The herpesvirus ubiquitin-specific protease (USP) family, whose founding member was discovered as a protease domain embedded in the large tegument protein of herpes simplex virus 1 (HSV-1), is conserved across all members of the Herpesviridae. Whether this conservation is indicative of an essential function of the enzyme in vivo has not yet been established. As reported here, USP activity is conserved in Marek's disease virus (MDV), a tumorigenic alpha-herpesvirus. A single amino acid substitution that abolishes the USP activity of the MDV large tegument protein diminishes MDV replication in vivo, and severely limits the oncogenic potential of the virus. Expression of the USP transcripts in MDV-transformed cell lines further substantiates this hypothesis. The herpesvirus USP thus appears to be required not only to maintain a foothold in the immunocompetent host, but also to contribute to malignant outgrowths.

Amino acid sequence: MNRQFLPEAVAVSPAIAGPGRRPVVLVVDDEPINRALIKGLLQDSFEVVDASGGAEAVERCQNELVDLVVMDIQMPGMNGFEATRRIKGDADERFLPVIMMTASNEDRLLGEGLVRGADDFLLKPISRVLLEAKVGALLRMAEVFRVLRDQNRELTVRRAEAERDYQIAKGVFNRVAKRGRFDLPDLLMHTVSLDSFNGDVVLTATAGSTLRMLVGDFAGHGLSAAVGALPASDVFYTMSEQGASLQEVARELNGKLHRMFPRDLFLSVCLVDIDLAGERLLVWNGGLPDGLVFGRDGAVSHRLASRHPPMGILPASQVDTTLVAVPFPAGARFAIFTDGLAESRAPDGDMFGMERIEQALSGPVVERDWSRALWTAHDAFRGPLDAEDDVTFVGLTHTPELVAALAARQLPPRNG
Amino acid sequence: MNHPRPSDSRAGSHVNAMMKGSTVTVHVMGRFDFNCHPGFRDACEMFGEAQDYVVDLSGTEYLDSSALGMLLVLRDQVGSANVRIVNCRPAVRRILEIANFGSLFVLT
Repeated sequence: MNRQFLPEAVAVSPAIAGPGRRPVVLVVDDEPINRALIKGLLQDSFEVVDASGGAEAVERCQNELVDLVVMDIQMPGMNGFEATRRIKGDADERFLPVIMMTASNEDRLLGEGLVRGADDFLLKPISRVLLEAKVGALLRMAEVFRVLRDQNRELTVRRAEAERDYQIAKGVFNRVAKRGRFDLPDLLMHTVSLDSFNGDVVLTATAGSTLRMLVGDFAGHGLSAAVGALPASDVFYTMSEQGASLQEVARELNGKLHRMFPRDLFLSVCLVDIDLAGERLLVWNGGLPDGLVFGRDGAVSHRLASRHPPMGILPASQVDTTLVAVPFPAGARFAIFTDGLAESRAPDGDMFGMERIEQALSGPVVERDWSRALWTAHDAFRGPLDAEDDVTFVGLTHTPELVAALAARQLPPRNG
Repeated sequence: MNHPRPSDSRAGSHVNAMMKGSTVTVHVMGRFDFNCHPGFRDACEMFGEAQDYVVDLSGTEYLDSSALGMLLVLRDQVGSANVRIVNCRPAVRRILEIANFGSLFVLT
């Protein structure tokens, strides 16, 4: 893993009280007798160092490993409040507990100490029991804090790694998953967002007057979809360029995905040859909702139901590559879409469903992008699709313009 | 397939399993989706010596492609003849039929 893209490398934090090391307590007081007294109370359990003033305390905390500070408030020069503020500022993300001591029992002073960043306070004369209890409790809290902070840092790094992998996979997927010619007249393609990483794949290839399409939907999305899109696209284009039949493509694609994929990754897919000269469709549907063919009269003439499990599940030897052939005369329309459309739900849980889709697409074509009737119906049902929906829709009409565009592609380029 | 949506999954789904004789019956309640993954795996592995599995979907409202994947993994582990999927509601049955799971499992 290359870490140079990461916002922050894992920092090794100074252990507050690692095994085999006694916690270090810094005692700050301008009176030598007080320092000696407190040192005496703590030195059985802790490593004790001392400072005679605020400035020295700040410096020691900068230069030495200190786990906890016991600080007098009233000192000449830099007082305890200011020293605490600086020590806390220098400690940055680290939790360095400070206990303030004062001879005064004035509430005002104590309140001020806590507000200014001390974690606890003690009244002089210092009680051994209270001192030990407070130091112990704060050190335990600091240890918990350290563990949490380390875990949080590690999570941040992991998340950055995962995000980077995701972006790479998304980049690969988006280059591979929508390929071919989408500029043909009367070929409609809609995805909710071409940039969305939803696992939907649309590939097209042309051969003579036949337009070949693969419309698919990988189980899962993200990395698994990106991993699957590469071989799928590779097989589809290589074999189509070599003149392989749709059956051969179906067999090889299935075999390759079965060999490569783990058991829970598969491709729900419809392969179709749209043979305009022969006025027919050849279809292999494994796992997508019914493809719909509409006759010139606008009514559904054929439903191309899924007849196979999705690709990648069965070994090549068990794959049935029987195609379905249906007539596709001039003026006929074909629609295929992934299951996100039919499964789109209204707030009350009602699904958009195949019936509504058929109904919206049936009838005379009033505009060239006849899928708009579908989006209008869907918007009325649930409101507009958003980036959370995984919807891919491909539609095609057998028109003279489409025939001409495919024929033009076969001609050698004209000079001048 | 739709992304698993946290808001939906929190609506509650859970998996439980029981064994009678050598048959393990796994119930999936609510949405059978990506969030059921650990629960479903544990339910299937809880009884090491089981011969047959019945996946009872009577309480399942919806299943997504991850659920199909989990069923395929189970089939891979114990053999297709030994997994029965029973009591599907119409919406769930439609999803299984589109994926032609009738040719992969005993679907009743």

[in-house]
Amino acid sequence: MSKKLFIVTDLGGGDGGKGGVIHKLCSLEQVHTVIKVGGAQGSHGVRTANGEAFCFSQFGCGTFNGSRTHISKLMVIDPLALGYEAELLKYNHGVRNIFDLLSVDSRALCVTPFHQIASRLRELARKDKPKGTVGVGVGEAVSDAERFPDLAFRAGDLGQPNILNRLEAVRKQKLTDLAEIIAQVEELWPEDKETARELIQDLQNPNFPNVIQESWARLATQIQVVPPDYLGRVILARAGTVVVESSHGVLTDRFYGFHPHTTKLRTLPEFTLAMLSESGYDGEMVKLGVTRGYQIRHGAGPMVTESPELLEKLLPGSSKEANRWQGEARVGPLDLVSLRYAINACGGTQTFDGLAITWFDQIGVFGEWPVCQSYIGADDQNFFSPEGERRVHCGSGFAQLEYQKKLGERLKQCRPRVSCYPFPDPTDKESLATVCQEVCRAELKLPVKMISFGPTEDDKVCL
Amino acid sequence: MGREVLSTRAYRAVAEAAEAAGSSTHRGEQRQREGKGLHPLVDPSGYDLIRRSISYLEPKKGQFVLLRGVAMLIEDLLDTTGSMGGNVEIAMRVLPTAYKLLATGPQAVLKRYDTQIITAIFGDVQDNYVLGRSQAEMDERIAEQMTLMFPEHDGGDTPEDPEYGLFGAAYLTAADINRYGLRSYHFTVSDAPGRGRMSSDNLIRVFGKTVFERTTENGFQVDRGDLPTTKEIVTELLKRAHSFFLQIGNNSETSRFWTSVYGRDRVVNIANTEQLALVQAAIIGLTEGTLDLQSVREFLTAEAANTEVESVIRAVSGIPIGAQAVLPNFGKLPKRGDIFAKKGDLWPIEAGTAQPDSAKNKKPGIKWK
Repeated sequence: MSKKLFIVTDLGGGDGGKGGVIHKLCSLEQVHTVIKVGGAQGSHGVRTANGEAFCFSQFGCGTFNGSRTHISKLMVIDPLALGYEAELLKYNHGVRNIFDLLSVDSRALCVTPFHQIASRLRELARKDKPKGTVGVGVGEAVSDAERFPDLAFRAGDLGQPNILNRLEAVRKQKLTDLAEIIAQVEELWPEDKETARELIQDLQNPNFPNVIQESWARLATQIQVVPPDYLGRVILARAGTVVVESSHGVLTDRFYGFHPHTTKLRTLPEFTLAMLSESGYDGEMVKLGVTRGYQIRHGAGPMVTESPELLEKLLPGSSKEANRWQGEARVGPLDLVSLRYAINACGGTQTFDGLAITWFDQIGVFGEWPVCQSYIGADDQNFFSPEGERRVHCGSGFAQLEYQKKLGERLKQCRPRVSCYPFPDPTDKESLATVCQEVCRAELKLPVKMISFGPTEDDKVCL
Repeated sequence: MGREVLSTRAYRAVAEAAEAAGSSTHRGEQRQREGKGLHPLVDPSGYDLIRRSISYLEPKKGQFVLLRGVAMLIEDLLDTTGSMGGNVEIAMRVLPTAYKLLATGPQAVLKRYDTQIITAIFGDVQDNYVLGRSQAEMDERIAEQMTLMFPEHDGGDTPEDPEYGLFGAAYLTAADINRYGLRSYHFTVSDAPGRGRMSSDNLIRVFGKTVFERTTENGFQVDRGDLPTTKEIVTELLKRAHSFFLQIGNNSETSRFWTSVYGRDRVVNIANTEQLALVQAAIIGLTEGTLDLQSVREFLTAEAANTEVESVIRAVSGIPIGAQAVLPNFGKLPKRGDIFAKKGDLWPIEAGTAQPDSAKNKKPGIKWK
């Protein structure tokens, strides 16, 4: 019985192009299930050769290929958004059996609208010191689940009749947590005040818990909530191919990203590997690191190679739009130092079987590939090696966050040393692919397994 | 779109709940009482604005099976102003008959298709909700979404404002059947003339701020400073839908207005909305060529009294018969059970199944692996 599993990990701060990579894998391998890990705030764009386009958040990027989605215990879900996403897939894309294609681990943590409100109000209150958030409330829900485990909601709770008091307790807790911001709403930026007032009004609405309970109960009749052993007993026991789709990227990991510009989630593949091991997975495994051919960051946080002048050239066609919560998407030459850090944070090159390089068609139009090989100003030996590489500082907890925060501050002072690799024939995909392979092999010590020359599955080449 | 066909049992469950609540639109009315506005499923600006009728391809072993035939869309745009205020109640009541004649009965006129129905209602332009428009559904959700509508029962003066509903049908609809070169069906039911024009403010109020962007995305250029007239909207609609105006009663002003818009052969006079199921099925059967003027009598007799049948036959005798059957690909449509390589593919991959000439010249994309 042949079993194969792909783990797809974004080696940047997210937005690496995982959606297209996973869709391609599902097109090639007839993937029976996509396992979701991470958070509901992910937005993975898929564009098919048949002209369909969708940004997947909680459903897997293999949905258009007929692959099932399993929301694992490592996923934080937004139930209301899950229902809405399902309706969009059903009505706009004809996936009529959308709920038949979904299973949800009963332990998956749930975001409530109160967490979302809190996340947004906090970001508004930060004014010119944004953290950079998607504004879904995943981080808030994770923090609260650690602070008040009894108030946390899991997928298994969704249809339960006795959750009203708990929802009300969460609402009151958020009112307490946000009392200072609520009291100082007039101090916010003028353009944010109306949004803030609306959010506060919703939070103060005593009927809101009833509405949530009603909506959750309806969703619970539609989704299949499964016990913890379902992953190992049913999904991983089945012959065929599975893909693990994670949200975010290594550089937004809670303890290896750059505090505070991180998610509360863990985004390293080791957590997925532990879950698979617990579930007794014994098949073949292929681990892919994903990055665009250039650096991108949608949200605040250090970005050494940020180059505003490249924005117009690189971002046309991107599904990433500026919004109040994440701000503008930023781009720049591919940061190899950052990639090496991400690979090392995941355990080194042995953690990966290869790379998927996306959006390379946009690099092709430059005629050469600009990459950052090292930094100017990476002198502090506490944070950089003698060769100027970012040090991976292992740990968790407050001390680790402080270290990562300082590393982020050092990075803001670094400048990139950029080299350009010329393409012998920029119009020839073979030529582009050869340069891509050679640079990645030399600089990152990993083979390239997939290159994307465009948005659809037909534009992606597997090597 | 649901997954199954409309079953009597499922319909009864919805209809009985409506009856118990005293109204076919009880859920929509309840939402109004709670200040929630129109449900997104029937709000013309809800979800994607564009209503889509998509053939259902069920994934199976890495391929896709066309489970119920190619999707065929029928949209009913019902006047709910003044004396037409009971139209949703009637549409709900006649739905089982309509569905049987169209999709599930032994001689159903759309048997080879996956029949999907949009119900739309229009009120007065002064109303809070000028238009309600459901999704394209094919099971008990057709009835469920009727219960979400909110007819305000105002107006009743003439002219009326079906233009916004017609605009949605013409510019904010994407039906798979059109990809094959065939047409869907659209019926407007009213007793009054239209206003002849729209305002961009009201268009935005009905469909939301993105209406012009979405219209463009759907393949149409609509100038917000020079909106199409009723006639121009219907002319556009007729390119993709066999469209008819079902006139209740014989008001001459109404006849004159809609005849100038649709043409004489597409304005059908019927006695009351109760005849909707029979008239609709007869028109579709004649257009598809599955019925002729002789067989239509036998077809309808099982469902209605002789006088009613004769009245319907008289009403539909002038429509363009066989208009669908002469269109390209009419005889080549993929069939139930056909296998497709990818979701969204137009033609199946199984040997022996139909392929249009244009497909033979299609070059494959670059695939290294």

|Original language||English (US)|
|Number of pages||6|
|Journal||Proceedings of the National Academy of Sciences of the United States of America|
|State||Published - Dec 11 2007|
- Deubiquitinating enzyme
- Marek's disease virus
ASJC Scopus subject areas